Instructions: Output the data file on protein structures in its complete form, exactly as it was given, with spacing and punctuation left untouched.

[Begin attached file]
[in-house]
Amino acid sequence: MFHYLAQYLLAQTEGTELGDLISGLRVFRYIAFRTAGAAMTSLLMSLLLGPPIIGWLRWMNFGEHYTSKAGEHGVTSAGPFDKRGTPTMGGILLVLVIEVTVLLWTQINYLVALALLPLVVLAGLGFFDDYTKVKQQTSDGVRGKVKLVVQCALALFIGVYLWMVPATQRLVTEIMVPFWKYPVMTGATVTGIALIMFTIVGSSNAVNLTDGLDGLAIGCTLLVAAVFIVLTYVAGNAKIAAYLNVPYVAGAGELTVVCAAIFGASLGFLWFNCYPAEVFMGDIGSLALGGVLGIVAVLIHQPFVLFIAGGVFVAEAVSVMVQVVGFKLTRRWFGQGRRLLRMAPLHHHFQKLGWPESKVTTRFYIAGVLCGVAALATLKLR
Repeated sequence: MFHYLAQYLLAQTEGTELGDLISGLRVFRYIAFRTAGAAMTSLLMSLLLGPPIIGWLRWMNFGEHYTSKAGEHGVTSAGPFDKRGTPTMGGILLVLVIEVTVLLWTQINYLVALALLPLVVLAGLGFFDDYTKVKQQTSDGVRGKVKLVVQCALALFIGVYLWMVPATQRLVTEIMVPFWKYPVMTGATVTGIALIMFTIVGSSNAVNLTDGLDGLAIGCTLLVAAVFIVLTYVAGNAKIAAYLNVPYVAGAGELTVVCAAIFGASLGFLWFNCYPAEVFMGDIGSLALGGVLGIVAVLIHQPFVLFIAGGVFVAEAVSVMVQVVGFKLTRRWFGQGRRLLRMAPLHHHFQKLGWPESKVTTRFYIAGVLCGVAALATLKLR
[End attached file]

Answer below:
[in-house]
Amino acid sequence: MFHYLAQYLLAQTEGTELGDLISGLRVFRYIAFRTAGAAMTSLLMSLLLGPPIIGWLRWMNFGEHYTSKAGEHGVTSAGPFDKRGTPTMGGILLVLVIEVTVLLWTQINYLVALALLPLVVLAGLGFFDDYTKVKQQTSDGVRGKVKLVVQCALALFIGVYLWMVPATQRLVTEIMVPFWKYPVMTGATVTGIALIMFTIVGSSNAVNLTDGLDGLAIGCTLLVAAVFIVLTYVAGNAKIAAYLNVPYVAGAGELTVVCAAIFGASLGFLWFNCYPAEVFMGDIGSLALGGVLGIVAVLIHQPFVLFIAGGVFVAEAVSVMVQVVGFKLTRRWFGQGRRLLRMAPLHHHFQKLGWPESKVTTRFYIAGVLCGVAALATLKLR
Repeated sequence: MFHYLAQYLLAQTEGTELGDLISGLRVFRYIAFRTAGAAMTSLLMSLLLGPPIIGWLRWMNFGEHYTSKAGEHGVTSAGPFDKRGTPTMGGILLVLVIEVTVLLWTQINYLVALALLPLVVLAGLGFFDDYTKVKQQTSDGVRGKVKLVVQCALALFIGVYLWMVPATQRLVTEIMVPFWKYPVMTGATVTGIALIMFTIVGSSNAVNLTDGLDGLAIGCTLLVAAVFIVLTYVAGNAKIAAYLNVPYVAGAGELTVVCAAIFGASLGFLWFNCYPAEVFMGDIGSLALGGVLGIVAVLIHQPFVLFIAGGVFVAEAVSVMVQVVGFKLTRRWFGQGRRLLRMAPLHHHFQKLGWPESKVTTRFYIAGVLCGVAALATLKLR